In photos: The church and the village that hosts the royals during the holidays.
In a departure from tradition, Prince Harry's faincée Meghan Markle will attend the British Royal family's Christmas celebrations this year.
The invitation to Markle is very unusual given that even Kate Middleton, the Duchess of Cambridge, didn't attend the celebration when she was engaged to Prince William.
'It's quite set and quite formal,' royal historian Kate Williams told the BBC. 'It's looked pretty much the same since the Queen's youth in the '50s.'
The family will attend Christmas service at the 16th Century St Mary Magdalene Church, which is very close to the Sandringham Estate, Queen Elizabeth's 8,000-hectare private home in Norfolk, where the family celebrations take place.
Both the church and the estate are open to the public for a part of the year. But that's not all that Norfolk has to offer.
Scroll down for a tour.
Sandringham in Norfolk has been the private home of four generations of British monarchs since 1862.
The house set in 24 hectares of gardens, which along with the house and the museum is open from end of March to October every year.
About 240 hectares of the estate is made up of woodland and heath of the Country Park, and is open to the public free of charge every day of the year.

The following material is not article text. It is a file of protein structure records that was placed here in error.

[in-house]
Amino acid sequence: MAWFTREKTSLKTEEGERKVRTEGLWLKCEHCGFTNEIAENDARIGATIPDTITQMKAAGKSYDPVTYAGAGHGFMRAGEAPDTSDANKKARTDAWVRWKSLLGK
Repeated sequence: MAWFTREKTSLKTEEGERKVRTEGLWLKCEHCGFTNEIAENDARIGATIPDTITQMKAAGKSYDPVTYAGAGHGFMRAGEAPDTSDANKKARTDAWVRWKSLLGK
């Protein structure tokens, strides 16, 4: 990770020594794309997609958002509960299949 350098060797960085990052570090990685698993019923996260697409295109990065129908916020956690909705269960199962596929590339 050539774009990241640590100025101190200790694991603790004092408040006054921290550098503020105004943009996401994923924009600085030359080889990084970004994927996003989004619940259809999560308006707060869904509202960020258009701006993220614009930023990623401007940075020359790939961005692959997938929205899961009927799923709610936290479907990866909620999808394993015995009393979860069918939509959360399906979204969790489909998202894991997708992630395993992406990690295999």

Sandringham village is the birth place of Princess Diana.
Photograph: Toby Melville/Reuters.
The 18th century Anmer Hall, which is the home of the Duke and Duchess of Cambridge, is also part of the Sandringham Estate, and Markle and Prince Harry might be staying here during their Norfolk visit this Christmas.
Photograph: Wikimedia Commons.
The St Mary Magdalene Church is located just 300 yards from Sandringham estate and the royals -- barring the queen, who travels by car -- walk to the church for Christmas service.
Members of the Norfolk congregation and other subjects turn up to watch the royals.
The church has also hosted many royal christenings, including that of Princess Diana in 1961 and her granddaughter Princess Charlotte (Prince Williams and Kate Middleton's daughter) in 2015.
Photographs: Joe Giddens/Reuters.
For those interested in more than royalty, the Sandringham Estate includes the Dersingham Bog National Nature Reserve, which includes three distinct habitats -- mire, heath and woodland.
The nearby village of Dersingham took the ninth place in The Sunday Times' list of the 20 best villages in Britain this year.
Photograph: Chris Radburn/Reuters.
Sandringham is also close to the picturesque seaport town of King's Lynn.
When Queen Elizabeth travels to Norfolk by train, she alights at the King's Lynn station.
Photograph: @Jon Bunting/Flickr.
Norfolk is a treat for nature lovers with attractions like Blakeney National Nature Reserve, which is about an hour''s drive from Sandringham Estate...
Photograph: @Steve Walker/Flickr.
... And the famous Norfolk Broads, which are a network of mostly navigable rivers and broads, crossing the two counties of Norfolk and Suffolk. The waterways are full of wildlife like otters and the rare Swallowtail butterfly, and are popular for sailing, canoeing and kayaking.
Photograph: @Roger Green/Flickr.